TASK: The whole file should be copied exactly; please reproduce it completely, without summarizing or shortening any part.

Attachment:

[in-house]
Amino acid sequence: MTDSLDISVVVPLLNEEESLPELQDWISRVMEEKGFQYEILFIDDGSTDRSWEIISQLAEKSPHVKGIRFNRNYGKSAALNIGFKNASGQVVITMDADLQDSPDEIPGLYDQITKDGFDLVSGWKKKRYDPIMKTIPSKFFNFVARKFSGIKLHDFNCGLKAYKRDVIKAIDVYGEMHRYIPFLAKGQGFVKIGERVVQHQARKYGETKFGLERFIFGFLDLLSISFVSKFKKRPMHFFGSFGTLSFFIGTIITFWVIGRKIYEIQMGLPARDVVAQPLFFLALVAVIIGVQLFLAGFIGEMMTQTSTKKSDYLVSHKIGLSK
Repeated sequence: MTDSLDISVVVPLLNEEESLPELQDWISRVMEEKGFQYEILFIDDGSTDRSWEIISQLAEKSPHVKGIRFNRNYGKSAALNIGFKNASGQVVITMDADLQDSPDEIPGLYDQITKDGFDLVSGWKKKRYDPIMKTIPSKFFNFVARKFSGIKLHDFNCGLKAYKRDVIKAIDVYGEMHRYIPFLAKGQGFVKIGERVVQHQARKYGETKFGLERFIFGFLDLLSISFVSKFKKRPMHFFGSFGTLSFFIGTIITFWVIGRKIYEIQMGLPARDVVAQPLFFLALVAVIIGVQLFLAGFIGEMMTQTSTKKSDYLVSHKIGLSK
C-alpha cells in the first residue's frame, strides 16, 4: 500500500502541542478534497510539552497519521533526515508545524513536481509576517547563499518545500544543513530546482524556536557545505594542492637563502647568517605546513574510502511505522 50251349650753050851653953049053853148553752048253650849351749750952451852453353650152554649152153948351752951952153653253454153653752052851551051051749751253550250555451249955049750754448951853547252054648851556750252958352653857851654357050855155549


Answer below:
[in-house]
Amino acid sequence: MTDSLDISVVVPLLNEEESLPELQDWISRVMEEKGFQYEILFIDDGSTDRSWEIISQLAEKSPHVKGIRFNRNYGKSAALNIGFKNASGQVVITMDADLQDSPDEIPGLYDQITKDGFDLVSGWKKKRYDPIMKTIPSKFFNFVARKFSGIKLHDFNCGLKAYKRDVIKAIDVYGEMHRYIPFLAKGQGFVKIGERVVQHQARKYGETKFGLERFIFGFLDLLSISFVSKFKKRPMHFFGSFGTLSFFIGTIITFWVIGRKIYEIQMGLPARDVVAQPLFFLALVAVIIGVQLFLAGFIGEMMTQTSTKKSDYLVSHKIGLSK
Repeated sequence: MTDSLDISVVVPLLNEEESLPELQDWISRVMEEKGFQYEILFIDDGSTDRSWEIISQLAEKSPHVKGIRFNRNYGKSAALNIGFKNASGQVVITMDADLQDSPDEIPGLYDQITKDGFDLVSGWKKKRYDPIMKTIPSKFFNFVARKFSGIKLHDFNCGLKAYKRDVIKAIDVYGEMHRYIPFLAKGQGFVKIGERVVQHQARKYGETKFGLERFIFGFLDLLSISFVSKFKKRPMHFFGSFGTLSFFIGTIITFWVIGRKIYEIQMGLPARDVVAQPLFFLALVAVIIGVQLFLAGFIGEMMTQTSTKKSDYLVSHKIGLSK
C-alpha cells in the first residue's frame, strides 16, 4: 500500500502541542478534497510539552497519521533526515508545524513536481509576517547563499518545500544543513530546482524556536557545505594542492637563502647568517605546513574510502511505522 50251349650753050851653953049053853148553752048253650849351749750952451852453353650152554649152153948351752951952153653253454153653752052851551051051749751253550250555451249955049750754448951853547252054648851556750252958352653857851654357050855155549